Mitochondrial Assembly and Activity Associated With Insulin Sensitivity

Recent mouse studies have indicated that reduction in mitochondrial electron transport chain (ETC) function leads to reduced ageing and therefore increased lifespan. Mouse knockout studies of the complex IV assembly protein surfeit locus protein 1 (Surf1) have shown an increase in lifespan. Surf1 is a nuclear encoded inner mitochondrial membrane protein involved in the assembly of complex IV, and it remains unclear how Surf1 knockout leads to extended lifespan. Recent investigations using C. elegans mitochondrial mutants suggest that hypoxia inducible factor-1 alpha and mitochondrial unfolded protein response play a role in lifespan extension.

Previous studies using mouse knockout models with known mild mitochondrial dysfunction revealed that the mice exhibit extended lifespan and increased insulin sensitivity. Deepa et al. recently published a paper investigating if extended lifespan of Surf1 knockout mice was due to increased insulin sensitivity via reduced complex IV activity.

The authors first investigated the body composition of Surf1-/- mice compared to normal mice. They found that Surf1-/- had similar amounts of food intake, but had a 15% reduction in body weight compared to wild type mice. Using quantitative magnetic resonance (QMR) they observed that the mice had nearly 20% reduction in fat mass and 7% increase in muscle mass compared to wild type. Using H&E staining the authors were able to determine that overall fat cell size was reduced and the number of fat cells was not changed compared to control group. They observed that during dark cycle the respiratory quotient (RQ), the ratio of oxygen consumption to carbon dioxide production, suggested a shift in metabolism toward greater fatty acid oxidation and increased energy expenditure compared to controls.

The researchers then investigated if lower body weight and increased energy expenditure could be due to impaired adipogenesis or dysregulated expression of key genetic markers. They observed that in Surf1-/- mice there was no difference in the levels of several mature adipocyte differentiation markers suggesting that adipogenesis was unaffected. However they did observe that proteins involved in fatty acid oxidation, specifically phosphorylated ACC, phosphorylated AMPK, PPAR alpha, and CPT1 were elevated in Surf1-/- mice. These finding suggest that in Surf1-/- mice decreased fat accumulation may be due to increased fatty acid oxidation.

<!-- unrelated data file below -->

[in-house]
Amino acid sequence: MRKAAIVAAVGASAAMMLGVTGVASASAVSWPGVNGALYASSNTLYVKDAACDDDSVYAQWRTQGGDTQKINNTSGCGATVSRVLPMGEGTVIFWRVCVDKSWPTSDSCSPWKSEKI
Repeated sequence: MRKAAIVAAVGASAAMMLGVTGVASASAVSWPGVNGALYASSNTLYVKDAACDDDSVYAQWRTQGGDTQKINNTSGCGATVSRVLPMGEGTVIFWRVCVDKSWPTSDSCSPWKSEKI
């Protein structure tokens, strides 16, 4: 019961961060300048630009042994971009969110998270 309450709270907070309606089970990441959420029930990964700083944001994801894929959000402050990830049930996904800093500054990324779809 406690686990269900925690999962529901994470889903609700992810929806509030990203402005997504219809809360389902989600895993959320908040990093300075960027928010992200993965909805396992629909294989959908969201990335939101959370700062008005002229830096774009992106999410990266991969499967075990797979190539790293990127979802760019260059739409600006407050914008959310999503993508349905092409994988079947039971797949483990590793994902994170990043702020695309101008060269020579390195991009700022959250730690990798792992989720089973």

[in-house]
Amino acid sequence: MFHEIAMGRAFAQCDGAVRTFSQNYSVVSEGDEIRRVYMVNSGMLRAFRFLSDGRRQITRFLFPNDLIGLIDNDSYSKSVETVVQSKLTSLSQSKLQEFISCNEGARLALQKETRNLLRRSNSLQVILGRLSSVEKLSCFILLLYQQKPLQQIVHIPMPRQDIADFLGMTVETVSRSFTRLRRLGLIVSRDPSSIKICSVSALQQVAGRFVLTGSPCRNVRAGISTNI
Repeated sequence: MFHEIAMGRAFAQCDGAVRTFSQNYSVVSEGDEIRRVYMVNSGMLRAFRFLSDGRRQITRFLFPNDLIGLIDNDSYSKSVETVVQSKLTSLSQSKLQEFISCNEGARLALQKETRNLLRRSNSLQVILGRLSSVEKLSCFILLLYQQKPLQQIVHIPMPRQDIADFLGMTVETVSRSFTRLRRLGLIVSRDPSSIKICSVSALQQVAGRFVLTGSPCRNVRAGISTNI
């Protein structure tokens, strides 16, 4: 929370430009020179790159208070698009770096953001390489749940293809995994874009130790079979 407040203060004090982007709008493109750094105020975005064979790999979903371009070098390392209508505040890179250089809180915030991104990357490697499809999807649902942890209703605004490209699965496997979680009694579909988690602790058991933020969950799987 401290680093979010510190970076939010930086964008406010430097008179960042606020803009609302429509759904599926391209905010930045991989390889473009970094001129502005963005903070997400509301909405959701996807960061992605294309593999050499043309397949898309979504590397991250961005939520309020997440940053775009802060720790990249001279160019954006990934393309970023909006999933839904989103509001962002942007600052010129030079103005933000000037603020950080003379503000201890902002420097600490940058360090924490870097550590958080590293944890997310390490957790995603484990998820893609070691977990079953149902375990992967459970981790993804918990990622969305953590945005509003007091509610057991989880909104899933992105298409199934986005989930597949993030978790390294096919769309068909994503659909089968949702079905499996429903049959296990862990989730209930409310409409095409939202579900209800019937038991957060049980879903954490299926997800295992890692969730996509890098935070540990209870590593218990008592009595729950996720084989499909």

When the mice underwent glucose and insulin tolerance tests they found that Surf1-/- mice had similar levels of circulating blood glucose. The binding of insulin to its receptor activates a series of downstream signaling events in target cells and that phosphorylated Akt levels were higher in WAT, liver, and skeletal muscle indicating insulin sensitivity. In addition they found elevated levels of phosphorylated insulin receptor substrate 1 and 2 (IRS1, IRS2) and glucose transporter type 4 (GLUT4) in WAT exclusively; indicating that WAT had increased insulin sensitivity in Surf1-/- mice.

The authors found in Surf1-/- mice the anticipated decrease in complex IV activity, but also an elevation in the levels of PGC-1 alpha protein and its subsequent target genes. Target genes which regulates a number of mitochondrial electron transport chain, mitochondrial genome copy number and mitochondrial structural proteins. These data indicates that in Surf1-/- mice there is an increase in mitochondrial number as a compensatory mechanism for reduced complex IV activity leading to increased insulin sensitivity and fatty acid oxidation.

Improved insulin sensitivity associated with reduced mitochondrial complex IV assembly and activity. FASEB J 2013. Deepa SS, Pulliam D, Hill S, Shi Y, Walsh ME, Salmon A, Sloane L, Zhang N, Zeviani M, Viscomi C, Musi N, Van Remmen H.